Years ago a faculty mentor transformed Seegobin’s life; now it’s his turn to do the same for doctoral students at George Fox

W

inston Seegobin still remembers sitting down with the girl. It was a small, bare room with wooden chairs for her and for him, the troubled high school student and the inexperienced counselor.

“I’m pregnant and I don’t want my parents to know,” she told him. “I’m going to kill myself.”

With only a bachelor’s degree in psychology at the time, Seegobin was unqualified to provide the kind of therapy the girl needed, and he knew it. Motivated by that interaction, he spent years becoming better prepared to help people like that girl.

Now a professor in the univer sity’s Doctor of Psychology program, Seegobin is dedicated to preparing others for the same work.

“When I teach students, I want them to know the work we do is not just work,” he says. “There’s a sacredness to it.”

Not long after he met the girl, Seegobin left his home island of Trinidad to study clinical psychology at the graduate level in the United
States. After a few more years back home – teaching, counseling, and playing a leadership role at a drug treatment center – he returned to the States with his wife to pursue his doctor of psychology degree. It was during that time that Seegobin faced another life-altering conversation – one where he was the person in need.

“In the second year, I went to this professor and I said, ‘In the first year of the program, I feel like the professors took us apart. Everything was pulled apart.’ I said to him, ‘I don’t like this. I don’t like where I am right now. I’d like to spend some time with you, and I want you to help me by putting me back together.’”

The professor said yes, and their relationship bloomed into a three-year mentorship that transformed Seegobin’s life.

The Trinidadian’s father had died when he was a toddler. He was the youngest of five children, and his mother never had any education – not even at the elementary level. He didn’t like school and didn’t really have anyone accomplished to look up to. “I grew up feeling very inferior, like I didn’t have anything to contribute to anybody,” he says. But Seegobin’s mentor accepted, supported and encouraged him.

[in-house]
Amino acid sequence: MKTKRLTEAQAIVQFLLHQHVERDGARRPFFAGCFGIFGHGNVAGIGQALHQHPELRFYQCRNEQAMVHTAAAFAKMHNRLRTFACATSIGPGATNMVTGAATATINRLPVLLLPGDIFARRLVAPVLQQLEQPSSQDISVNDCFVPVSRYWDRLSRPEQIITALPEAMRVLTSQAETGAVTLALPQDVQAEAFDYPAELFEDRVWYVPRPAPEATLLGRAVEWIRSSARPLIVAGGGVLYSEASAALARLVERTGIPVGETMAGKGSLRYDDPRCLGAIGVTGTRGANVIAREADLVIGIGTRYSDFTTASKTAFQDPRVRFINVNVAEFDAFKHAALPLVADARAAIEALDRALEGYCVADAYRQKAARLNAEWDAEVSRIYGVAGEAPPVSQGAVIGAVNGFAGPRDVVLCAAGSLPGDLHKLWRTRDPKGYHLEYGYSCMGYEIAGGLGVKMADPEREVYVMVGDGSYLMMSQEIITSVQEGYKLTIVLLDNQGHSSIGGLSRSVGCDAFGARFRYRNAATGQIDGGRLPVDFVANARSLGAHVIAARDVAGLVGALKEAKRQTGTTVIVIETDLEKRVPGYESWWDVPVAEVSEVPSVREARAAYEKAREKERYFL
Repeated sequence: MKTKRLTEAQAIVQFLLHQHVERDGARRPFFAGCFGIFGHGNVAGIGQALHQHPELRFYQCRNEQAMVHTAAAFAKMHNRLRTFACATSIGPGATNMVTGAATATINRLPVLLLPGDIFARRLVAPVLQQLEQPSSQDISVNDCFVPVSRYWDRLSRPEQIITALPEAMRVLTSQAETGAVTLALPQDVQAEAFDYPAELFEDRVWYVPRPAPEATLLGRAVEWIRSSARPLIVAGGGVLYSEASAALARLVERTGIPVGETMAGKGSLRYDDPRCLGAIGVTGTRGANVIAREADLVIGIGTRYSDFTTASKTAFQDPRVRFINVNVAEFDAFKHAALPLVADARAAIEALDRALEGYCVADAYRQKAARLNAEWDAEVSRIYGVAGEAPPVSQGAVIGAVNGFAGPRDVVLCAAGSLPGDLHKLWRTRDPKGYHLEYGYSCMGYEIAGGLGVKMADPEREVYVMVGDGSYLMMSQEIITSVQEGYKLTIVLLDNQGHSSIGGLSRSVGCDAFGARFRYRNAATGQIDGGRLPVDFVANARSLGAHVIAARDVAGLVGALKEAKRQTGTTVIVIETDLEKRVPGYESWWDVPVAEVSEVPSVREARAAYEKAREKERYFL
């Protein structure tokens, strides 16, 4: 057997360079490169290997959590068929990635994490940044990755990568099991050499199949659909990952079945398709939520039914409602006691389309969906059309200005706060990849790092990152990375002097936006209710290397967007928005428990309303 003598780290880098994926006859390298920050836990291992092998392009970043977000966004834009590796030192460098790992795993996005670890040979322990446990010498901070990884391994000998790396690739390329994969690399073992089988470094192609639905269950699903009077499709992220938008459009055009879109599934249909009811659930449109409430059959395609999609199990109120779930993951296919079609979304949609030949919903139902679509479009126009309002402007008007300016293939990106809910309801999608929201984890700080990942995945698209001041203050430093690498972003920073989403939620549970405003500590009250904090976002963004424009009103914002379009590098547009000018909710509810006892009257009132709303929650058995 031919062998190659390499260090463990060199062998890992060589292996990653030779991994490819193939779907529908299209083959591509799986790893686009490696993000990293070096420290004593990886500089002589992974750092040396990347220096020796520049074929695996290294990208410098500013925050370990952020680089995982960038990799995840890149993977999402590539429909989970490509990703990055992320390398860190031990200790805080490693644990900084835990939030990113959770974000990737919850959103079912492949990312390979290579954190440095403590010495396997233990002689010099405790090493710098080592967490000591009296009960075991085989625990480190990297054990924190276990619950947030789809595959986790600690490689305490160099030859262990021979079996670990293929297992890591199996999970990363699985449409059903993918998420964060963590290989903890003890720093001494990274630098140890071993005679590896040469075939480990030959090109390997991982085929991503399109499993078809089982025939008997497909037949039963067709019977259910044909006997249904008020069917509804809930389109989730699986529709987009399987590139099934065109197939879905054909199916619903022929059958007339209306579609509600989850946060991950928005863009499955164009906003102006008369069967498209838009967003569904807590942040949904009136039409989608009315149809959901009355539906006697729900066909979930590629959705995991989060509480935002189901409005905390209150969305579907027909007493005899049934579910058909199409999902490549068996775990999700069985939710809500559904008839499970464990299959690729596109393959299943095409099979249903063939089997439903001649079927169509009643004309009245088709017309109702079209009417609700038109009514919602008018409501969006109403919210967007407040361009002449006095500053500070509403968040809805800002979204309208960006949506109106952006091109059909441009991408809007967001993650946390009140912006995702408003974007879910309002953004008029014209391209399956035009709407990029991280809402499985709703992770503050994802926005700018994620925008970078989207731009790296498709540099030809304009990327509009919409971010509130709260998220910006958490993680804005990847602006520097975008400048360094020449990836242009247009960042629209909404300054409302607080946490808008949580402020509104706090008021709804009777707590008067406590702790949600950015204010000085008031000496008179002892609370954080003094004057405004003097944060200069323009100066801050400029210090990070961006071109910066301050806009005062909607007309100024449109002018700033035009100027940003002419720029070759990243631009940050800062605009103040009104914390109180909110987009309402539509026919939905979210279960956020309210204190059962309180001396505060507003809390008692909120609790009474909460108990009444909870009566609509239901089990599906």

“Teaching is a way of mentoring students. I don't just give them information—I give them me.”


“I wasn’t just learning how to become a different psychologist,” he says. “I was learning how to become a different person – how to become more accepting of myself, how to be satisfied with who I am and not wanting to be anyone else.”

The experience completely reoriented Seegobin’s perspective on teaching. He’d taught off and on for years, primarily at colleges in Trinidad. As one of few people on the island with higher-education training in psychology, teaching had seemed obvious. It came naturally to him, and he was passionate about raising up others who could respond appropriately to the needs of local youth, like the girl he’d felt ill-equipped to help. But through his own experience of being mentored, he came to see teaching as a much grander opportunity. “Teaching is a way of mentoring students,” he says. “I don’t just give them information – I give them me.”

In addition to mentoring students one-on-one, Seegobin infuses his class time with as much personal relationship as possible, openly sharing stories from his own life and inviting students to do the same as a way to more deeply explore concepts in the material.

“Authenticity is important, ”he says. “Genuineness, transparency, vulnerability – all of those things are essential parts of what teaching is all about.” 

For Seegobin, authenticity means not only sharing his experiences, but allowing his complex Indo-Trinidadian cultural background to flow into his teaching. He sees this background as making him distinctly laid back and focused on emotion – qualities that don’t necessarily reflect the norm for American academia. With support from his wife and two sons, Seegobin feels like he’s finally let go of the pressure to project busyness and settle into who he is.

Given his own complex ethnicity – and his wife’s Chinese background – Seegobin is particularly passionate about mentoring minority and international students. He hopes not only to help these budding psychologists succeed in their academic and professional lives, but do so while being completely and unapologetically themselves.

“I tell students, ‘Be yourself. For you to be a good psychologist, you have to be true to yourself,’” he says. “I think we need to celebrate who we are every day.”